From 1982 to 1984, I worked on a countywide undercover narcotics unit known as the “Metropolitan Enforcement Group” (or MEG unit). MEG was comprised of two Licking County Ohio Sheriff’s Deputies, a City of Newark Police Detective, and an Ohio Bureau of Criminal Investigation Agent.
Few of the local drug dealers went about armed in our area 34 years ago (with the exclusion of outlaw biker gangs), but we law enforcement officers were. That meant that if you were found to have a handgun on you (especially a blued “police” .38), there was a strong likelihood that you were an undercover cop, so it was REALLY important that you kept your firearm deeply concealed. And for much of my time on the unit, I carried a single-action Star PD .45 automatic pistol.
It is a pity that the Star PD is no longer available. With its compact aluminum frame, it was a formidable little gun: totally reliable and easy to shoot. And .45 ACP hollow-point defensive ammo was available in the form of the 185-grain Winchester Silvertip, which was ideal for the Star.
I traded the Walther PPKs that I had been carrying to a fellow deputy for the Star PD. The trade deal included a handmade ankle holster. Even though flare leg jeans were still available then, the Star PD was just a little too large to carry on the ankle, and access to it was a bit slow. I ended up getting a leather thumb break IWB holster for it with a belt clip to carry at my beltline.
I ended up carrying the Star on my right front side in the “appendix” carry position. I was worried that while working undercover in a bar, someone might do a casual patdown across my back and find my handgun. I knew that most guys would not do a casual front patdown. Carrying a cocked and locked single-action .45 that had no grip safety in this position made it extra important to have a thumb break strap that ran between the hammer and the firing pin to prevent an unsightly accident. That Star PD was never spotted in any undercover buy or operation.
I also found that there were two additional advantages to appendix carry. The first is quick access to the handgun. With the handgun directly in front of you, the hand falls naturally to that position, allowing for one of the quickest possible draws. The second advantage is enhanced weapon retention. It is far easier to defend against a gun grab with your weapon carried in the appendix position than if it is carried in the small of the back or on the hip bone.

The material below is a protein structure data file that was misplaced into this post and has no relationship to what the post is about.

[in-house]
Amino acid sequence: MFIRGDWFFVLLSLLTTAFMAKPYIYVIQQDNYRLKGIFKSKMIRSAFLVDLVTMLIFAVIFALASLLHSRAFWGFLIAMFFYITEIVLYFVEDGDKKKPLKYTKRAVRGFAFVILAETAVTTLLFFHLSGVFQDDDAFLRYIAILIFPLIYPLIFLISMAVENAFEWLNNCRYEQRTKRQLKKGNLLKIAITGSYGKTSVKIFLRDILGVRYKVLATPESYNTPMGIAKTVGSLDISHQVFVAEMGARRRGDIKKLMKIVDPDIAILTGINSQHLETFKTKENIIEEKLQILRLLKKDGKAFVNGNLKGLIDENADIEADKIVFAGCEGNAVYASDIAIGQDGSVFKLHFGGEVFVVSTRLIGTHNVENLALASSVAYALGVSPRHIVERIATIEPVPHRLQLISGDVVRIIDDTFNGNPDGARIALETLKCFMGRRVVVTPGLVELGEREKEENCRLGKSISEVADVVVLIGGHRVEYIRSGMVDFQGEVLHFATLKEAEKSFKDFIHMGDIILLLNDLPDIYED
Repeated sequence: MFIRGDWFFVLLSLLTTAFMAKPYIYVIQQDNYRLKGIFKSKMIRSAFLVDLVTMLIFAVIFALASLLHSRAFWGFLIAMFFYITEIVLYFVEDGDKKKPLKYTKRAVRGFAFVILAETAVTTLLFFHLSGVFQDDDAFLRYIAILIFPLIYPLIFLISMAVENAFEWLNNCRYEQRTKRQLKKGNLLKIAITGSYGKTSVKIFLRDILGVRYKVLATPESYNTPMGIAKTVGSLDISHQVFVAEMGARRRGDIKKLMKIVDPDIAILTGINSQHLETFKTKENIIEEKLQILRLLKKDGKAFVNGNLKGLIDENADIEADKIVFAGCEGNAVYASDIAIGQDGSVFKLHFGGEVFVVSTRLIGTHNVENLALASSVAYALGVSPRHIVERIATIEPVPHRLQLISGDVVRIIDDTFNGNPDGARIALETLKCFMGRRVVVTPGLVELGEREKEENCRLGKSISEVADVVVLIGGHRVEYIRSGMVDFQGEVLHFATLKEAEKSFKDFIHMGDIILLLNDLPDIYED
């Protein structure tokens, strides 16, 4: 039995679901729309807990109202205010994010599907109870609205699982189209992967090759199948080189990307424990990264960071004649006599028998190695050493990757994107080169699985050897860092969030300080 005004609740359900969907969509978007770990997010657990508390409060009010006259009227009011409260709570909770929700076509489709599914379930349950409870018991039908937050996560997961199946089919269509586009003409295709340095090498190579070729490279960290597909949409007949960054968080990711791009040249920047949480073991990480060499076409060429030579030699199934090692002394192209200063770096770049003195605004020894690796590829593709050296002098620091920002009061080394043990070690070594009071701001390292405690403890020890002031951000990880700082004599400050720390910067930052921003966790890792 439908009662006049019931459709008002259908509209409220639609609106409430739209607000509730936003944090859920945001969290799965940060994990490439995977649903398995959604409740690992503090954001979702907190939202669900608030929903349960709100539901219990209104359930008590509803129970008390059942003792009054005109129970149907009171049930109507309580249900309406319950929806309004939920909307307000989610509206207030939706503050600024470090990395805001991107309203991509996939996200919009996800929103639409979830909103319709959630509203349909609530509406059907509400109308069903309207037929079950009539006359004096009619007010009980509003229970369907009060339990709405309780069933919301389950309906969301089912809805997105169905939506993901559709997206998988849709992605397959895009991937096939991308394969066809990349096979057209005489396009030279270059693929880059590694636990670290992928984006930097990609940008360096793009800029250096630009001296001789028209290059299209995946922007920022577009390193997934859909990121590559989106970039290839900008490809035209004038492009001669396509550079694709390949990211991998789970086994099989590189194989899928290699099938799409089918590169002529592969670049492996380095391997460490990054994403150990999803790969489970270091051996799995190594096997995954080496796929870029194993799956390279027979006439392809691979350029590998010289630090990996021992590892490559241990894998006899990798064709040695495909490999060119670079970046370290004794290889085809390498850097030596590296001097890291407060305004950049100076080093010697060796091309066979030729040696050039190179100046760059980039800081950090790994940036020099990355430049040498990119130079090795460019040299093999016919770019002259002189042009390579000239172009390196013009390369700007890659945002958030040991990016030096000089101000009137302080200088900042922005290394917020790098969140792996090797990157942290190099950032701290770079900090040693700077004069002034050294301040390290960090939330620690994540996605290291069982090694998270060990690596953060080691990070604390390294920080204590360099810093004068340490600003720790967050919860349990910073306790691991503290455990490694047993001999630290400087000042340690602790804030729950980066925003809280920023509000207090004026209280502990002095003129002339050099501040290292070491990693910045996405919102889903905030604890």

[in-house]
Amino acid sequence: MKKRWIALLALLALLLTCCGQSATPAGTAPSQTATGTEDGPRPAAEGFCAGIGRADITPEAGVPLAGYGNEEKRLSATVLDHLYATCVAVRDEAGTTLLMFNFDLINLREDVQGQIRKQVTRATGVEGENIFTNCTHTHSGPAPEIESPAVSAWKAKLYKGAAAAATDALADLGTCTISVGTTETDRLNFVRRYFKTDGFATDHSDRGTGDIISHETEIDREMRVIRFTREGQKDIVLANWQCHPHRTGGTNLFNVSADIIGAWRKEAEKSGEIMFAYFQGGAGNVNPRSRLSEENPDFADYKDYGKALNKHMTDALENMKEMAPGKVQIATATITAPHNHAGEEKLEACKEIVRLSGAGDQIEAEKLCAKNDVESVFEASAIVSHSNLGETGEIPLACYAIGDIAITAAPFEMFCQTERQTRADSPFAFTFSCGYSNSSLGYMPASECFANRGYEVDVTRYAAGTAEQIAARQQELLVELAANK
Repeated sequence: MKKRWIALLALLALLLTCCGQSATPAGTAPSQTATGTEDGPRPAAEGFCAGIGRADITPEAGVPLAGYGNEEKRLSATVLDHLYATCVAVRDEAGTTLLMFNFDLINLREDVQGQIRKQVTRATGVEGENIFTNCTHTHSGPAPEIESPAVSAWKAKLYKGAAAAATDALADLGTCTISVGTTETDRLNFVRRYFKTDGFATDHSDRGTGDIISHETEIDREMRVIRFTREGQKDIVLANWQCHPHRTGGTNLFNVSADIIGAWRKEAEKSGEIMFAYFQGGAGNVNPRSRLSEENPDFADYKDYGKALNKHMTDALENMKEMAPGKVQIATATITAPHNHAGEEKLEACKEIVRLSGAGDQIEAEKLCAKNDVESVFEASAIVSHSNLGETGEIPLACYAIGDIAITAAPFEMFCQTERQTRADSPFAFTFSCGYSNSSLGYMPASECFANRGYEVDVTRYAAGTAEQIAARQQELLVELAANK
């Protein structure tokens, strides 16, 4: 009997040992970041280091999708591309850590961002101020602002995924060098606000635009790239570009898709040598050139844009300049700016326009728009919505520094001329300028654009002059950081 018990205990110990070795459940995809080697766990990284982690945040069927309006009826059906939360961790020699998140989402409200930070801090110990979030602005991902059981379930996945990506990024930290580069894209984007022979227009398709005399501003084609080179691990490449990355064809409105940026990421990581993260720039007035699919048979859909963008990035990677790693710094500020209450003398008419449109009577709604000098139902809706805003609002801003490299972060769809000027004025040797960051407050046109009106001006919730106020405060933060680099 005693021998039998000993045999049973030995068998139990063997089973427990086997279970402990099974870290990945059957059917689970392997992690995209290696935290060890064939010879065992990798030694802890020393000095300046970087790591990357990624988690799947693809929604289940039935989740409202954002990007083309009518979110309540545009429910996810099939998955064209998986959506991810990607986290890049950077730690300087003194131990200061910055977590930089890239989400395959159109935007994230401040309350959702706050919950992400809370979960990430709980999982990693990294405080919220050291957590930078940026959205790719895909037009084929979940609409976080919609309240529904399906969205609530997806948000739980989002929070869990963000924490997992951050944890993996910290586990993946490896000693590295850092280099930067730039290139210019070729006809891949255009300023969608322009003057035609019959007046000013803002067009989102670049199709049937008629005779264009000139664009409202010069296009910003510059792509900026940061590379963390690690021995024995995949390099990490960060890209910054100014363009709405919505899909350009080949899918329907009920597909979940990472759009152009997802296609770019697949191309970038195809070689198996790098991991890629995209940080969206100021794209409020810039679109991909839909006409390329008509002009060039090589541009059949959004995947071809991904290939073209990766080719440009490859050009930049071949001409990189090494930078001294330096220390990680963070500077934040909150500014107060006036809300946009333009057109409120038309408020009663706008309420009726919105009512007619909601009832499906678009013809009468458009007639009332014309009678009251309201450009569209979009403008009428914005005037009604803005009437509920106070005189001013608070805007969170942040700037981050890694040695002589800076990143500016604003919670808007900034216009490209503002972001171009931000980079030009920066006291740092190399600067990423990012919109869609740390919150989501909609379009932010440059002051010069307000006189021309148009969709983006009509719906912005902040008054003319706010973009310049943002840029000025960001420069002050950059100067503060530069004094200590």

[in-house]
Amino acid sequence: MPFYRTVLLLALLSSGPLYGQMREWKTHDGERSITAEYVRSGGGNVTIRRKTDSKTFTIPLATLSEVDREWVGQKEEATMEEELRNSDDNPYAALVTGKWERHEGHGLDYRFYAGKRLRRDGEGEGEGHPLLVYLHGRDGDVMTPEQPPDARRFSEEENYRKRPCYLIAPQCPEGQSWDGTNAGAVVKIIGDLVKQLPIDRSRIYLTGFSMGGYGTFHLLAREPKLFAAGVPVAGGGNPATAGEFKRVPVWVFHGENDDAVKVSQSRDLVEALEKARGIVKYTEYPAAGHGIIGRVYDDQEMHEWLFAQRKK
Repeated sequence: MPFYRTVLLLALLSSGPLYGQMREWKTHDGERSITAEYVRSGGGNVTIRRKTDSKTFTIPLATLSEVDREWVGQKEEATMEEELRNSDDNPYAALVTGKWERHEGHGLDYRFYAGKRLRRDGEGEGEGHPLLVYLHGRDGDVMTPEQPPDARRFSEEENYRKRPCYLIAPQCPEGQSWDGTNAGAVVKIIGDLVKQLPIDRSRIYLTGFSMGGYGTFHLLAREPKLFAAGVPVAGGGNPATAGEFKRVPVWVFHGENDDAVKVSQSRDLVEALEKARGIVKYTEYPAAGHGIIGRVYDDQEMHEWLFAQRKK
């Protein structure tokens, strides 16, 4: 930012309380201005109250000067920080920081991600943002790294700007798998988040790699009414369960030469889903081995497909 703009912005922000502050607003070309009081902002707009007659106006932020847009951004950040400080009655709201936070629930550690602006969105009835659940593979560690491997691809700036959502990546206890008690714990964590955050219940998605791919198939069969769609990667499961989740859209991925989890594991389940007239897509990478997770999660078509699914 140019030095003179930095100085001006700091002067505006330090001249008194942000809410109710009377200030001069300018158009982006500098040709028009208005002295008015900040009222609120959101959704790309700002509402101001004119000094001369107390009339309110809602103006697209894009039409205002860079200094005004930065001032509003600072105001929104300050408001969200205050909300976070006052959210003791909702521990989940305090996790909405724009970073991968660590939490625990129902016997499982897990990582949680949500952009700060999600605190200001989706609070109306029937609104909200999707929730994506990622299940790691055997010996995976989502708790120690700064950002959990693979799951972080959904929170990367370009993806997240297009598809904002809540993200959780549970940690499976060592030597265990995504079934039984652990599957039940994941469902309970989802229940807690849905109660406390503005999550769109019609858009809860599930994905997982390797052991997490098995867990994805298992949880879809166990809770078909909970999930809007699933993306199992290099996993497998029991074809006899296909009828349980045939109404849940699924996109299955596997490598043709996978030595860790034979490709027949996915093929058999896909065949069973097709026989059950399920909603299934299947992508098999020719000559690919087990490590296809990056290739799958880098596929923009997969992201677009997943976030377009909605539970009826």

Due to the basic style of that IWB holster, I was forced to wear it with my T-Shirt untucked. It was too bad the CrossBreed Freedom Carry IWB holster was not available back then.
CrossBreed Freedom Carry IWB Holster
The Freedom Carry is one of the newest of the fine CrossBreed designs. Capable of being used in appendix, cross-draw, and strong-side carry in the 3-5 o’clock position, the Freedom Carry is basically a reduced-size SuperTuck holster with the leather backing cut away to support only one locking clip. This reduction in backing is what allows this rig to be carried comfortably in the appendix position. Note that CrossBreed also has a dedicated Appendix Model, but it is not designed for strong-side hip carry as is the Freedom Carry model.
According to the CrossBreed website, the Kydex pocket of the Freedom Carry is mounted in a straight draw position and has an adjustable cant clip, allowing the holster to be moved to the various carry positions. The Freedom Carry also can accept firearms equipped with various weapon lights, lasers, and slide-mounted micro red-dot sights if you specify them. The Freedom Carry comes in black cowhide, tan cowhide, or natural tan horsehide (when available). My sample came in black and was set up for my current Walther PPKs.
The Kydex holster shell of the Freedom Carry is molded to hold a specific handgun by friction fit. There is no retention strap, so I would be careful when carrying a cocked and locked pistol with no grip safety in the appendix location. I would be fine carrying any 1911-type pistol with a grip safety in that position, however…but that’s just me.
The Freedom Carry can be worn shirt tucked in behind the single clip, which then is visible on the outside over the belt. The clip can be camouflaged by a cell phone. Of course the Freedom Carry can also be worn with the shirt over it, which eliminates any concerns about a visible clip. I chose to test the Freedom Carry using a Blackhawk button up concealment shirt worn untucked over the holster.
Testing With My PPK
My PPKs rode very well in the Freedom Carry, and there was no danger of it popping out of the Kydex shell due to the precise friction fit. The comfort level was especially good since I wore the Freedom Carry against a T-shirt so that the cowhide was not in direct contact with my skin, and there was just enough cowhide used to keep the PPKs from ever coming in direct contact with my body. Gun-to-skin contact really reduces the carrying comfort level.
CrossBreed holsters are among the most finely constructed rigs on the market. I have never had any loosening of the Kydex holster shell from the cowhide backing. CrossBreed is one of the few manufacturers with a lifetime warranty on their products. Your holster will also come to you with your last name hand written on the back to identify it—a nice personal touch.
The Freedom Carry is priced at $64.50 on the CrossBreed website. For more information, check out the entire line at www.crossbreedholsters.com.